Marc Ferro

Resentment in History Publication date : October 2, 2008

Resentment is not confined to individuals; it also motivates human groups. How many international conflicts fail to be resolved, and persist as if through inertia, because of the resentments they have engendered? The numerous conflicts in the former Yugoslavia between communities whose only difference is one of religion is but one example. Another is colonisation, which has often resulted in lasting resentment toward former colonial powers such as France.

In this book, Marc Ferro reveals the historical role of resentment. He argues that although historians have largely ignored resentment as a motive, it sometimes provides the only plausible explanation. After delving into philosophy in an attempt to understand the psychological underpinnings of resentment, Ferro shows how, in a dozen different national and social conflicts, feelings of resentment provide the key to understanding the deadlocked character of a given problem and the failure to resolve it.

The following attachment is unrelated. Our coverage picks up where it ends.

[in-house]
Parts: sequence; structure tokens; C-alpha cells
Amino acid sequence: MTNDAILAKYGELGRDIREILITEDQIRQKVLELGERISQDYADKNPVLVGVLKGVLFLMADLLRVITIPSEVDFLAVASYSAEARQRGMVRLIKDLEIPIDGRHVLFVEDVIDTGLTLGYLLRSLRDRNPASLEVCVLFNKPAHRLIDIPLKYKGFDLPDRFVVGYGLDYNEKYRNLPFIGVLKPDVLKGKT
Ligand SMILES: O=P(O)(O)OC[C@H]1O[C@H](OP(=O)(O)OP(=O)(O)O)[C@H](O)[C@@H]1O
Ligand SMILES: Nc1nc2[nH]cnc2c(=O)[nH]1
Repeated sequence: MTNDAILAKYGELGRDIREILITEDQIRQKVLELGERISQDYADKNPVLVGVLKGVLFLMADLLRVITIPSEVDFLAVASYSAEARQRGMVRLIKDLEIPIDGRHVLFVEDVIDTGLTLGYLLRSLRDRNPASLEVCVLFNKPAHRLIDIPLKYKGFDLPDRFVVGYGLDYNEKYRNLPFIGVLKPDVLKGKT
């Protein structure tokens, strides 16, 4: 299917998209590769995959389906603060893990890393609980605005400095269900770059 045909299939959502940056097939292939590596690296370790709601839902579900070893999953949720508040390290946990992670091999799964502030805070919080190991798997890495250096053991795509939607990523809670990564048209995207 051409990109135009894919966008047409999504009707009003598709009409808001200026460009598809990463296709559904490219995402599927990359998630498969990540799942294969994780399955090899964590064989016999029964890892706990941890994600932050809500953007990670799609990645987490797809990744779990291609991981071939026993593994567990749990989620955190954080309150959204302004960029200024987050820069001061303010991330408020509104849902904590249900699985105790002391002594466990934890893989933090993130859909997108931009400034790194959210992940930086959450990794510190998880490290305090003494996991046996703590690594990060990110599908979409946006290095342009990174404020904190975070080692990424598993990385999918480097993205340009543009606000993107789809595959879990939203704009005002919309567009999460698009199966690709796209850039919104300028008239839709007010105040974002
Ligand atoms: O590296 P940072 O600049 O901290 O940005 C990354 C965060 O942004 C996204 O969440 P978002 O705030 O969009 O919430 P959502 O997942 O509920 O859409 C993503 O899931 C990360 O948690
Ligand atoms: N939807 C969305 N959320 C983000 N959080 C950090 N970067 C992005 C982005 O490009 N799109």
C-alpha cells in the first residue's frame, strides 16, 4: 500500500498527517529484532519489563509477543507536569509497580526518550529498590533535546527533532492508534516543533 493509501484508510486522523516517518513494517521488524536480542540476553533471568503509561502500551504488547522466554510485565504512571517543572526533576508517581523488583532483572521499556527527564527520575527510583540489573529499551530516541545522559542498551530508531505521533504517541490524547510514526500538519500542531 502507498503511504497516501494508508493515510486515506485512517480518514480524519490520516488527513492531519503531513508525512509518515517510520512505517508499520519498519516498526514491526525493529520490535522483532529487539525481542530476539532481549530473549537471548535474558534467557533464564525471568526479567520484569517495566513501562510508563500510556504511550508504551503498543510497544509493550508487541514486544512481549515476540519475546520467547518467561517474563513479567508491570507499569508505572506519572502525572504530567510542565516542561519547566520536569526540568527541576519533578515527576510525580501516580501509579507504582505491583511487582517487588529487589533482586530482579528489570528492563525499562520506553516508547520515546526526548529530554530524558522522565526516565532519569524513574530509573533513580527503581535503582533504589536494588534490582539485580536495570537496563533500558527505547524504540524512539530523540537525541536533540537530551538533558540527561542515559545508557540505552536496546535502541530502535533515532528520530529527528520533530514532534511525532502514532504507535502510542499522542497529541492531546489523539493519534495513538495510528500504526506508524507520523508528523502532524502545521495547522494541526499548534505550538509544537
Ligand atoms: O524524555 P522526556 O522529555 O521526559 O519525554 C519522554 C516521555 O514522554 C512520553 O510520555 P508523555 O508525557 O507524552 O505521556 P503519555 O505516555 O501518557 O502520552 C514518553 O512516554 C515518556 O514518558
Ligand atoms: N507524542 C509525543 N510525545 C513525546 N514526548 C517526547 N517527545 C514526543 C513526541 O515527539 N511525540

Always on the lookout for new approaches, Ferro has opened a new avenue for historical researchers — historical psychology.

This new book, by one of the most brilliant historians of his generation, will further readers' understanding of African demands for reparations against slavery or of Algerian claims against French colonialism.

The book is amply illustrated with gripping examples from social and political history.

Marc Ferro is a historian and a director of studies at the Ecole des Hautes Etudes en Sciences Sociales. He is the author of Histoire de France (2001), Le Choc de l'islam (2002) and Les Individus face aux crises du XXe siècle (2005).